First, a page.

Choosing A Laptop Cooling Pad
There are two different types of laptop cooling pads; passive and active. Either one will help to lower the working temperature of your laptop.
Passive Laptop Cooling Pads
Passive laptop coolers have no fans, they are just a hard surface which you put your laptop on top of. This ensures that there is enough room for the air to circulate freely beneath the base of the laptop and get into the laptop cooling vents, which are usually situated on the underside of the laptop.
Because passive coolers have no fans, there’s no additional noise (although most active cooling pads run very quietly) and there’s no need to draw power from your battery.
As mentioned earlier, it’s easy for laptop cooling intake vents to get blocked by fabric or other materials, so this can be quite effective. These can be all that’s needed for lower powered laptops or even for powerful laptops which aren’t in operation for long periods at any one time.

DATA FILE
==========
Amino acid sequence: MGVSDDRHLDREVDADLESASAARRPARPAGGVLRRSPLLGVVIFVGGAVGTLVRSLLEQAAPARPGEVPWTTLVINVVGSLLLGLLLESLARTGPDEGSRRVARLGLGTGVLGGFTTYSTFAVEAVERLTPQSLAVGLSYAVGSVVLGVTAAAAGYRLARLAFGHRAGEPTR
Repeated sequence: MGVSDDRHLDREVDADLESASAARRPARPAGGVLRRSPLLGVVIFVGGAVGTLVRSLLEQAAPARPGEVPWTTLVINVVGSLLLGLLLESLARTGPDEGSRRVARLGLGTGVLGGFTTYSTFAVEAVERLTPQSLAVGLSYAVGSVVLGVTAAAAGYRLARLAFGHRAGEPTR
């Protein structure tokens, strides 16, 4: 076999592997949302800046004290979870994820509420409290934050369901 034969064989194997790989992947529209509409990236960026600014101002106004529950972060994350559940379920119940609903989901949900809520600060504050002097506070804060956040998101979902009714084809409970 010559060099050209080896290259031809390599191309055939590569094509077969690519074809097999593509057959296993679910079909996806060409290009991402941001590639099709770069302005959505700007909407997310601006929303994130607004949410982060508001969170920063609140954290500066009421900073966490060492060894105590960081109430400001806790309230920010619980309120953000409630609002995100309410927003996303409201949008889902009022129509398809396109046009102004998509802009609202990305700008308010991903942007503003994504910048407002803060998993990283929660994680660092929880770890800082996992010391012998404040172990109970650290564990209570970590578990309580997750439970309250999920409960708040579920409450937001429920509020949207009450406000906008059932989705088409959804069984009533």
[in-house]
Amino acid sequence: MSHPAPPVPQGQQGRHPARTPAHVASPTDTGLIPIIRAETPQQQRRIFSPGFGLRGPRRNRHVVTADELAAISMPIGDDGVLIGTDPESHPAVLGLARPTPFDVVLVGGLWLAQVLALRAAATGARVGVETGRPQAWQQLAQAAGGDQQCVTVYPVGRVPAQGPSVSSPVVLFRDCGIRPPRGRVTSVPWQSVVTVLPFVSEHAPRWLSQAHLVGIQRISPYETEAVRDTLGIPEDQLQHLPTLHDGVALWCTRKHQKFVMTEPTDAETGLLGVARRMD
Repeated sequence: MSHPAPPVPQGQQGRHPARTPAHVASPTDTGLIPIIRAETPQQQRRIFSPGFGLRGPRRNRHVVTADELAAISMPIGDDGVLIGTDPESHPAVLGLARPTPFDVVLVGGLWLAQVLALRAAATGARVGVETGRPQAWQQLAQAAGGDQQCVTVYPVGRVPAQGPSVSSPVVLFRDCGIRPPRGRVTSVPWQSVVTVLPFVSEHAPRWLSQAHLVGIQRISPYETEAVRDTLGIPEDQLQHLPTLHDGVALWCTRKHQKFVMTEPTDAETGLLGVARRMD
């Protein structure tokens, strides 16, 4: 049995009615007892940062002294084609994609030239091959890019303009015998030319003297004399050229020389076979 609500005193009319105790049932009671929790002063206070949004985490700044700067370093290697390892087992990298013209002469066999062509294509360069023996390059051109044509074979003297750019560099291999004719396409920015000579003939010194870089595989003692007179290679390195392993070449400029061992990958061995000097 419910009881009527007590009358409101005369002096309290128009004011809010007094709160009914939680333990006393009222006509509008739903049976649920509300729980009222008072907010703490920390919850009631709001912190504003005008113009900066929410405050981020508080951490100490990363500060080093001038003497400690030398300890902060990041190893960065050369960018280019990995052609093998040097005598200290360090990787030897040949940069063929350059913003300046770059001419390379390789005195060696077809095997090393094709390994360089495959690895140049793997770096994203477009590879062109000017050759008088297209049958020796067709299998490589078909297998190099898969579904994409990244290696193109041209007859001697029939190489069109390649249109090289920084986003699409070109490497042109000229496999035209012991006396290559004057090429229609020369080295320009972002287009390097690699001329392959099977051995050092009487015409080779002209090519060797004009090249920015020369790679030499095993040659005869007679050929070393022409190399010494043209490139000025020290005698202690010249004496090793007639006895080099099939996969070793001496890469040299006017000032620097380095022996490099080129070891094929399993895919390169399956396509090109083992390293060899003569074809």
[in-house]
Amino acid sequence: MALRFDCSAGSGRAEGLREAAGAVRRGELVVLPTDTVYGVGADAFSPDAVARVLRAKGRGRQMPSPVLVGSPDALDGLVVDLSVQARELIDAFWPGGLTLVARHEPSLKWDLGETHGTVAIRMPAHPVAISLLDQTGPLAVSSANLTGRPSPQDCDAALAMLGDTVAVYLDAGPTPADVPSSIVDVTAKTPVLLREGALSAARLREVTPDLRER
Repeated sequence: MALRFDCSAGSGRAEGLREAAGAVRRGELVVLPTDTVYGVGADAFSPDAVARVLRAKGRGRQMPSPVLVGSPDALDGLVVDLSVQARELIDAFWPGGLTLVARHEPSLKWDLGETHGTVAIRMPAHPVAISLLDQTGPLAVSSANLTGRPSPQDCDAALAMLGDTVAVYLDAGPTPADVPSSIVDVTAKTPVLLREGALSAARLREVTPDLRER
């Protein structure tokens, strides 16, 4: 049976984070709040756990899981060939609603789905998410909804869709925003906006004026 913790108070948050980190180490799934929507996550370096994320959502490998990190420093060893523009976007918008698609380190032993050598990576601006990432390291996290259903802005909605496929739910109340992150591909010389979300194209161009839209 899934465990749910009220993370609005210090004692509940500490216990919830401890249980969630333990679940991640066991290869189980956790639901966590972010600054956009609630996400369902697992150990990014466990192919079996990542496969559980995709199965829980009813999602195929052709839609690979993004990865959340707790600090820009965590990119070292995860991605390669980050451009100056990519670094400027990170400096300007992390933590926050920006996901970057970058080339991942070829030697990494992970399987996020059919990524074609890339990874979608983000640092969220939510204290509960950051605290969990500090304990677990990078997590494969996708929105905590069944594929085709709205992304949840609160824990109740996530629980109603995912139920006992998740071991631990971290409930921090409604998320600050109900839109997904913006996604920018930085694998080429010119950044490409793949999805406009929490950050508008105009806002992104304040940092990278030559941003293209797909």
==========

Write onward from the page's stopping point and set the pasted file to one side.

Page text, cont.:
Active Laptop Cooling Pads
Active laptop cooling pads use one or more fans to direct additional air into the cooling vents of the laptop. Most will blow air directly upwards towards the base of your laptop – because the majority of laptops have the cooling intake vents on the underside of the base and the exhaust vents on the side. However, some laptop cooling pads have reversible airflow so that you can draw air away from the laptop if it has the exhaust vents on the underside.
You connect the laptop cooling pad to a spare usb port on your computer to get the power to drive the fans. Normally the fans run very quietly, they are usually quieter than the internal fan inside the laptop. Some cooling pads have variable speed fans where you can turn the air flow up or down according to what kind of tasks you’re performing on your laptop.
Active cooling pads can direct significant amounts of extra cooling air into your laptop and really drop the running temperature. They are a great solution for powerful laptops and gaming machines.
Why Use A Laptop Cooling Pad?